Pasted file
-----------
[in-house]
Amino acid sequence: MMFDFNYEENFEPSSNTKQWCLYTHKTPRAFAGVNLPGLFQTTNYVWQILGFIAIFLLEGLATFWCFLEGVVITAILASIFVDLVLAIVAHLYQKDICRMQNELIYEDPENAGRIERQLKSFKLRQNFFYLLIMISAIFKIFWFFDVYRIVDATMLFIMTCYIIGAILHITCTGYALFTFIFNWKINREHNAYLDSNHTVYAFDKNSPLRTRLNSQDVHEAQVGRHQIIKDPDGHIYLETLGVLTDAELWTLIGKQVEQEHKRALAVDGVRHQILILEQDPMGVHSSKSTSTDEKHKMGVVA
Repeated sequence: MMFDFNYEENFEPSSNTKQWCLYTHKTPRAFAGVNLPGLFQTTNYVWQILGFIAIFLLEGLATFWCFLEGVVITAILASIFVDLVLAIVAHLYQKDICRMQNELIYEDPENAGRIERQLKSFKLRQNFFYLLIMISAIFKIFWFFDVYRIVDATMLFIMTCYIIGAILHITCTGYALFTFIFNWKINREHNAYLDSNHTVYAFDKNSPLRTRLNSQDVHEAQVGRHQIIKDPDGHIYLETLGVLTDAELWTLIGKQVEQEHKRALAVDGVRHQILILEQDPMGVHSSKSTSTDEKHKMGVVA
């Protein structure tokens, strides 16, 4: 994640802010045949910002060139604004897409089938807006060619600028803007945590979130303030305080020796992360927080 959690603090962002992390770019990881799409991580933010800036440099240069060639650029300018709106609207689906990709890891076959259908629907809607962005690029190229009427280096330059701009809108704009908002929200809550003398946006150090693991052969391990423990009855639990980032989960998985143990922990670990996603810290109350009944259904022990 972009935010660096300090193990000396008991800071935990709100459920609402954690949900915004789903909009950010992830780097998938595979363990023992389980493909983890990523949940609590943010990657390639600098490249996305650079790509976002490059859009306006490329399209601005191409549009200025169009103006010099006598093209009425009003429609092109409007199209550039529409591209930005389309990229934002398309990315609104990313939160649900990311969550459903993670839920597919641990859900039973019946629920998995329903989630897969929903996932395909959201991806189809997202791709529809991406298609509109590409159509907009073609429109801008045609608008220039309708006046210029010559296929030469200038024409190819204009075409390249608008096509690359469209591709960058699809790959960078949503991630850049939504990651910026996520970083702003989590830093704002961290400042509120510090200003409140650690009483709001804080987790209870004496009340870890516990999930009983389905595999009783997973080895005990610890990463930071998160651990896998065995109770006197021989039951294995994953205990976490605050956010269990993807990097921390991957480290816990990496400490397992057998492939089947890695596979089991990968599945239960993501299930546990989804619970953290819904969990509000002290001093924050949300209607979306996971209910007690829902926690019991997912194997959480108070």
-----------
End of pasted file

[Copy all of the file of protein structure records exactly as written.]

[in-house]
Amino acid sequence: MMFDFNYEENFEPSSNTKQWCLYTHKTPRAFAGVNLPGLFQTTNYVWQILGFIAIFLLEGLATFWCFLEGVVITAILASIFVDLVLAIVAHLYQKDICRMQNELIYEDPENAGRIERQLKSFKLRQNFFYLLIMISAIFKIFWFFDVYRIVDATMLFIMTCYIIGAILHITCTGYALFTFIFNWKINREHNAYLDSNHTVYAFDKNSPLRTRLNSQDVHEAQVGRHQIIKDPDGHIYLETLGVLTDAELWTLIGKQVEQEHKRALAVDGVRHQILILEQDPMGVHSSKSTSTDEKHKMGVVA
Repeated sequence: MMFDFNYEENFEPSSNTKQWCLYTHKTPRAFAGVNLPGLFQTTNYVWQILGFIAIFLLEGLATFWCFLEGVVITAILASIFVDLVLAIVAHLYQKDICRMQNELIYEDPENAGRIERQLKSFKLRQNFFYLLIMISAIFKIFWFFDVYRIVDATMLFIMTCYIIGAILHITCTGYALFTFIFNWKINREHNAYLDSNHTVYAFDKNSPLRTRLNSQDVHEAQVGRHQIIKDPDGHIYLETLGVLTDAELWTLIGKQVEQEHKRALAVDGVRHQILILEQDPMGVHSSKSTSTDEKHKMGVVA
């Protein structure tokens, strides 16, 4: 994640802010045949910002060139604004897409089938807006060619600028803007945590979130303030305080020796992360927080 959690603090962002992390770019990881799409991580933010800036440099240069060639650029300018709106609207689906990709890891076959259908629907809607962005690029190229009427280096330059701009809108704009908002929200809550003398946006150090693991052969391990423990009855639990980032989960998985143990922990670990996603810290109350009944259904022990 972009935010660096300090193990000396008991800071935990709100459920609402954690949900915004789903909009950010992830780097998938595979363990023992389980493909983890990523949940609590943010990657390639600098490249996305650079790509976002490059859009306006490329399209601005191409549009200025169009103006010099006598093209009425009003429609092109409007199209550039529409591209930005389309990229934002398309990315609104990313939160649900990311969550459903993670839920597919641990859900039973019946629920998995329903989630897969929903996932395909959201991806189809997202791709529809991406298609509109590409159509907009073609429109801008045609608008220039309708006046210029010559296929030469200038024409190819204009075409390249608008096509690359469209591709960058699809790959960078949503991630850049939504990651910026996520970083702003989590830093704002961290400042509120510090200003409140650690009483709001804080987790209870004496009340870890516990999930009983389905595999009783997973080895005990610890990463930071998160651990896998065995109770006197021989039951294995994953205990976490605050956010269990993807990097921390991957480290816990990496400490397992057998492939089947890695596979089991990968599945239960993501299930546990989804619970953290819904969990509000002290001093924050949300209607979306996971209910007690829902926690019991997912194997959480108070």